Criticizing Microsoft's failure to prepare the market for the end of the public notices is completely valid, and there's always the chance of a backlash that will cause Microsoft to change its mind.
But there are completely valid reasons for Microsoft to scale back on its exceptional process for publicizing and explaining updates -- not that I believe Microsoft would admit them or want to talk about them.
Microsoft's two-step, monthly process of Thursday warnings followed by the release on Tuesday of a collection of patches was unusually rigorous and open. It was created at a time when Microsoft owned more than 90 percent of the market for end user computing devices and when vulnerabilities in Microsoft software were the most serious security problem facing many organizations.
In other words, it's a relic from Microsoft's days at the center of the IT universe. Microsoft's exceptional power at the time carried with it an exceptional responsibility for communicating, over-communicating even, on security issues.
That time is behind us, for two reasons -- one a well-documented negative for Microsoft, the other a less frequently acknowledged positive.
The negative, from Microsoft's standpoint, would be that its 90 percent share has almost inverted. Having missed the rise of smartphones and tablets, Microsoft is left with a 14 percent share of the device market, according to Gartner. Put another way, your responsibility to follow exceptional procedures in communicating your software patches is substantially less when you have 14 percent share than when you enjoy 90 percent share. Granted, Microsoft retains substantial server share, and has a huge install base of desktop and laptop PCs. Nonetheless, having a patching process that offers parity with other major industry players rather than going above and beyond the competition's seems fair under those circumstances.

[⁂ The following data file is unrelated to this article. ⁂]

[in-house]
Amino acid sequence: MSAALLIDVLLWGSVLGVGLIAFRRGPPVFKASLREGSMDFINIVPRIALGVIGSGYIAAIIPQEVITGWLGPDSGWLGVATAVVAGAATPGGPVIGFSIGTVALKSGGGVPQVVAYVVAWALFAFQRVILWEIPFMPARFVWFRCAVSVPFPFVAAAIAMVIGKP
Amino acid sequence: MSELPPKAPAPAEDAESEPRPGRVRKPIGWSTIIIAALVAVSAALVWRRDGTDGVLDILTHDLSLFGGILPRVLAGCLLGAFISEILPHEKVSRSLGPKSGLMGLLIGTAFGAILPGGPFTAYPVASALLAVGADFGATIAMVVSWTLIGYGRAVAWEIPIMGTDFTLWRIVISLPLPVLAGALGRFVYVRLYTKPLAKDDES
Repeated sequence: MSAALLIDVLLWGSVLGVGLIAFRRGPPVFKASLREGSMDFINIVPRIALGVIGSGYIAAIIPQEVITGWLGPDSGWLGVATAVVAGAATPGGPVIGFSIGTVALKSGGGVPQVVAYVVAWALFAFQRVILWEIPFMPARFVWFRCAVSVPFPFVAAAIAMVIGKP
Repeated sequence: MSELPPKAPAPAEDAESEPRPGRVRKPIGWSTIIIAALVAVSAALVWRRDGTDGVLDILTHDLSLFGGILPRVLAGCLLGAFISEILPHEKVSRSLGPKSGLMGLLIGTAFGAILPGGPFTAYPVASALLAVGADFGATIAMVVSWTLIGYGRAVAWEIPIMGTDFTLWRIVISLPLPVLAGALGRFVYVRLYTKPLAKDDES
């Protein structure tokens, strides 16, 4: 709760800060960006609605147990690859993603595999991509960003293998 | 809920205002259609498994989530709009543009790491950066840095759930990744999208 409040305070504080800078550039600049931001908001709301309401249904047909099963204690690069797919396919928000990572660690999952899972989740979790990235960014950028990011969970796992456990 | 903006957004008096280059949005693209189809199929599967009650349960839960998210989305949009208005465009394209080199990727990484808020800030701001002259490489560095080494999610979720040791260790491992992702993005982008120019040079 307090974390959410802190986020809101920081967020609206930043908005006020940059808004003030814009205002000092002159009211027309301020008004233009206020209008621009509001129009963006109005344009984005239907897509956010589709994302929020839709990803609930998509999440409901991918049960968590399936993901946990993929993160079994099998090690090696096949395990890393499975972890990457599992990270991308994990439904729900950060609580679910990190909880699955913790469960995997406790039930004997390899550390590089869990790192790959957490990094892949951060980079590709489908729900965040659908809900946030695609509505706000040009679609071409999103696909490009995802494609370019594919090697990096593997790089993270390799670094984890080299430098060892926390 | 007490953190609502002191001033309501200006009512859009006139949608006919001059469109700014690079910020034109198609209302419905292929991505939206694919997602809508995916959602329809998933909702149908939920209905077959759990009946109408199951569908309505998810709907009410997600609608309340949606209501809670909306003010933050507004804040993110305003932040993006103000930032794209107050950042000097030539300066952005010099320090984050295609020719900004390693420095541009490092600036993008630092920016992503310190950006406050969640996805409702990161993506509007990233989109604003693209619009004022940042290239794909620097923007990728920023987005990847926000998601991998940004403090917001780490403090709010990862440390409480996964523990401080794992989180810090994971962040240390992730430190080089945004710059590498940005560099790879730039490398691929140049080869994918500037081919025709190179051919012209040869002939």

The positive for Microsoft is that their applications are no longer at the top of the list when it comes to vulnerabilities. Years of security efforts on Redmond's part, coupled with a slide in influence and usage, mean that more vulnerabilities are being disclosed in other programs than in Microsoft programs. In the Secunia Vulnerability Review for 2014 (covering 2013, which was not a particularly good year for Microsoft), only one Microsoft application was among the top eight applications with the most vulnerabilities. The programs with the most vulnerabilities were Mozilla Firefox (270), Google Chrome (245), Oracle Java JRE (181), Microsoft Internet Explorer (126), Adobe Reader (67), Apple iTunes (66), Adobe Flash Player (56), Adobe Air (51).*
In the new digital reality, it's time to worry less about Microsoft's transparency and vigilance and time to worry more about everyone else's.
* Note: For the record, No. 9 and No. 10 in the Secunia list were Microsoft products -- the .NET Framework (18) and Word (17). That means Microsoft had three of the top 10 vulnerabilities, but having only one in the top eight illustrates the point better that Microsoft is nowhere near the worst offender anymore when it comes to security vulnerabilities.
Posted by Scott Bekker on January 12, 2015 at 1:32 PM